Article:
Holographic Lens / Mirror Aperture (HL/MA) Design for Hybrid Thermal Solar Systems

Case ID:

Researchers at the University of Arizona have designed a hybrid solar collection and distribution system to optimize the use of the solar collector footprint as well as the solar spectrum. The system splits the spectrum into two components to distribute the peak wavelengths for algae growth, PV, and thermal uses. Algae responds best to photosynthesis wavelengths (400-700 nm) whereas photovoltaic cells and thermal collectors respond well to different and broader spectral ranges. In the UArizona design, one wavelength band is focused by a holographic lens through a mirror aperture onto a ground target, landing uniformly within the shadow of the mirror. The rest of the spectrum passes through the lens, reflects off of the mirror, and lands on the thermal or photovoltaic receiver. The design accommodates four different geometries, including thermal mirror arrays and photovoltaic arrays, so is versatile in its applicability.



With the increased interest in biofuels, such as algae, and in efficient use of solar radiation collectors, a need exists to optimize the energy efficiencies of the ground footprint. Several designs currently exist to spread the solar spectrum for optimization of PV conversion to electricity, but they don't address thermal conversion or biofuel needs. Biofuels such as algae exhibit better growth if they are protected from portions of solar radiation outside of the photosynthesis band of 400nm to 700nm. Thermal needs can tap a different broad portion of the solar spectrum than PV. Solar collectors, for PV or thermal, and algae farms take up large footprints of real estate. The most efficient method of solar-based energy production would utilize one footprint for all three forms of solar-based energy production. The design by the UArizona researchers not only provides a means of using one footprint for collecting light for all forms, but optimizes the algae production as well as the thermal or photovoltaic conversion efficiencies.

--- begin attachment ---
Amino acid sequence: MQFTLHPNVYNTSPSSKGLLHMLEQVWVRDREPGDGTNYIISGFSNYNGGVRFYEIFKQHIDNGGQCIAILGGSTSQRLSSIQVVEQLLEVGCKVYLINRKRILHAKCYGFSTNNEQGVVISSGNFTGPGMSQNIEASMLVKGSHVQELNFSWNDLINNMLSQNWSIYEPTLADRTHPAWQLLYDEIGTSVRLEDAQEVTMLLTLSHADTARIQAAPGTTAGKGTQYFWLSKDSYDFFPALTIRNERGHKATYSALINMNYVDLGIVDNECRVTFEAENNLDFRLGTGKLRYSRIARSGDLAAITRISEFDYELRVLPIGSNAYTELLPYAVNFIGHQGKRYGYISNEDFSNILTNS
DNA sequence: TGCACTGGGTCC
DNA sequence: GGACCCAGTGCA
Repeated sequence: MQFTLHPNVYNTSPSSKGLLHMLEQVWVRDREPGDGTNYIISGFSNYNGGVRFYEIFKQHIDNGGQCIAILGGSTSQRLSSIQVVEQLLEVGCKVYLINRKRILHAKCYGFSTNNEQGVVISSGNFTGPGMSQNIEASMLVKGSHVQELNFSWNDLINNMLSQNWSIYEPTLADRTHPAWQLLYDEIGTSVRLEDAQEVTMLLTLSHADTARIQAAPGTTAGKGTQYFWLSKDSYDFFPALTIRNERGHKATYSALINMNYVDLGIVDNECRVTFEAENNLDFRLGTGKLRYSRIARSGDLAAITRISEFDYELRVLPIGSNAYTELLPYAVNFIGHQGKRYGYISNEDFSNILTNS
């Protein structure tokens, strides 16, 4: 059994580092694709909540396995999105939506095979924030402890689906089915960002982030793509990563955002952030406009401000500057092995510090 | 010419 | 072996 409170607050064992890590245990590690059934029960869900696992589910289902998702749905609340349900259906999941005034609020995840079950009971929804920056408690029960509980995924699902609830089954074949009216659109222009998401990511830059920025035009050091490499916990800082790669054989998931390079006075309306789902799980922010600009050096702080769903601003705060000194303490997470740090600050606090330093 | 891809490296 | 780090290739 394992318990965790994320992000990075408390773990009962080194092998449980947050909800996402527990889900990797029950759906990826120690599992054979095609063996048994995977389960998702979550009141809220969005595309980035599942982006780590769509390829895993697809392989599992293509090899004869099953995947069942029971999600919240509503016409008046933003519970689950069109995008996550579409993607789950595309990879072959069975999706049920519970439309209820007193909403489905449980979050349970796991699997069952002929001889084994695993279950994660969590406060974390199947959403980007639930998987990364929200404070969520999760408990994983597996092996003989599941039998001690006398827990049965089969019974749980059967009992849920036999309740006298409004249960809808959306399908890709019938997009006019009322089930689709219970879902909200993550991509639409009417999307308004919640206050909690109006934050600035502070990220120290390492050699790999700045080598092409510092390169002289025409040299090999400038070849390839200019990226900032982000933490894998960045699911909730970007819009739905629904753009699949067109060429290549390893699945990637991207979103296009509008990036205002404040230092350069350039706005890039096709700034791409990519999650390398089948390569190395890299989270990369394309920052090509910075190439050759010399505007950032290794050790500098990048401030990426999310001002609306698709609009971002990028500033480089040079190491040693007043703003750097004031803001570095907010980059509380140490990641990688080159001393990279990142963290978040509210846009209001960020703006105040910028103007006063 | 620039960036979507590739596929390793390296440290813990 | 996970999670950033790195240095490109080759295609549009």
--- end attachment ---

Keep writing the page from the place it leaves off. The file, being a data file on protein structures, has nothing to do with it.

• Solar energy production, algae farms
  • Thermal energy production
  • Radiation splitting and optimization


  • Optimizes footprint of algae farm and solar collector field
  • Improves algae growth by protecting algae from harmful solar radiation wavelengths
  • Versatile configurations

Status: issued U.S. patent #10,514,485

Patent Information:
Contact For More Information:
Richard Weite
Senior Licensing Manager, College of Optical Sciences
The University of Arizona
Lead Inventor(s):
Raymond Kostuk
Shelby Vorndran
Deming Zhang
Juan Russo
Michael Gordon
concentrating photovoltaics (CPV)
holographic lens
holographic optical element (HOE)
hybrid solar power
solar thermal power